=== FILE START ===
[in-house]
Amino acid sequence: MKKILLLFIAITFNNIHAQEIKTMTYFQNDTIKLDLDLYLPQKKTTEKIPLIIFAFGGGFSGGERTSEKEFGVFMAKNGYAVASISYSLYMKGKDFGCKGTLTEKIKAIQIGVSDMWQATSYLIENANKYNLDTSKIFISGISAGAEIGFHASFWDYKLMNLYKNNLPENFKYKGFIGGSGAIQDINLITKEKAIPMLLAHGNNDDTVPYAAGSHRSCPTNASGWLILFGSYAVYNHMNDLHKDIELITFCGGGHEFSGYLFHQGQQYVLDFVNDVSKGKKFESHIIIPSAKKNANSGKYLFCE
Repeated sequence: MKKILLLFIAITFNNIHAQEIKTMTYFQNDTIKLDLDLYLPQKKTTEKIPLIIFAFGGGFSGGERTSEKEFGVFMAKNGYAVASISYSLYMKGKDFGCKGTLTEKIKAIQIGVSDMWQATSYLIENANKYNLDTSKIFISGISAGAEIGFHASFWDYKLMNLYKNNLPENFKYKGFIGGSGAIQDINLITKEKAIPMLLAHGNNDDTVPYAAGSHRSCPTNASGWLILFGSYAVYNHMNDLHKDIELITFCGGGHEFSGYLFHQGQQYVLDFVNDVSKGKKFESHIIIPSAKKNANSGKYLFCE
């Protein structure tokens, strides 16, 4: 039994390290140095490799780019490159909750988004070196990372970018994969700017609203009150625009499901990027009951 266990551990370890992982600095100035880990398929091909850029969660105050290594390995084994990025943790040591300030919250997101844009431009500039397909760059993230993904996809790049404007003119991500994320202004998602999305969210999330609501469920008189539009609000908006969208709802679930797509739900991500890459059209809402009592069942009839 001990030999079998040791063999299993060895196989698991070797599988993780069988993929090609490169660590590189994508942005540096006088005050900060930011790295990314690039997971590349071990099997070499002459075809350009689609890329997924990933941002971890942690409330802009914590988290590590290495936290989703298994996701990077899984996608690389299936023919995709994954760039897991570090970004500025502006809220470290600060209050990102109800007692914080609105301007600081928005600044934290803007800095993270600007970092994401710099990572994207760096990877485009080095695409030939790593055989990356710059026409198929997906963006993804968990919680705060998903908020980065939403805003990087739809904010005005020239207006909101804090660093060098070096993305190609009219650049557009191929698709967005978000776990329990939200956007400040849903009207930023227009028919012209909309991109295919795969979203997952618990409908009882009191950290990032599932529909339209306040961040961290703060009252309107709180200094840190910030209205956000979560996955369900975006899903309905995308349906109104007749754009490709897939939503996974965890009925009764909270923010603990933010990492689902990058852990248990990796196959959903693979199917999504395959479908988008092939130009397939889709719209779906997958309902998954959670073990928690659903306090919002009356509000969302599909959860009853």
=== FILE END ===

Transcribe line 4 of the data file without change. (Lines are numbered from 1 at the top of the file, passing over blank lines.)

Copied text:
């Protein structure tokens, strides 16, 4: 039994390290140095490799780019490159909750988004070196990372970018994969700017609203009150625009499901990027009951 266990551990370890992982600095100035880990398929091909850029969660105050290594390995084994990025943790040591300030919250997101844009431009500039397909760059993230993904996809790049404007003119991500994320202004998602999305969210999330609501469920008189539009609000908006969208709802679930797509739900991500890459059209809402009592069942009839 001990030999079998040791063999299993060895196989698991070797599988993780069988993929090609490169660590590189994508942005540096006088005050900060930011790295990314690039997971590349071990099997070499002459075809350009689609890329997924990933941002971890942690409330802009914590988290590590290495936290989703298994996701990077899984996608690389299936023919995709994954760039897991570090970004500025502006809220470290600060209050990102109800007692914080609105301007600081928005600044934290803007800095993270600007970092994401710099990572994207760096990877485009080095695409030939790593055989990356710059026409198929997906963006993804968990919680705060998903908020980065939403805003990087739809904010005005020239207006909101804090660093060098070096993305190609009219650049557009191929698709967005978000776990329990939200956007400040849903009207930023227009028919012209909309991109295919795969979203997952618990409908009882009191950290990032599932529909339209306040961040961290703060009252309107709180200094840190910030209205956000979560996955369900975006899903309905995308349906109104007749754009490709897939939503996974965890009925009764909270923010603990933010990492689902990058852990248990990796196959959903693979199917999504395959479908988008092939130009397939889709719209779906997958309902998954959670073990928690659903306090919002009356509000969302599909959860009853």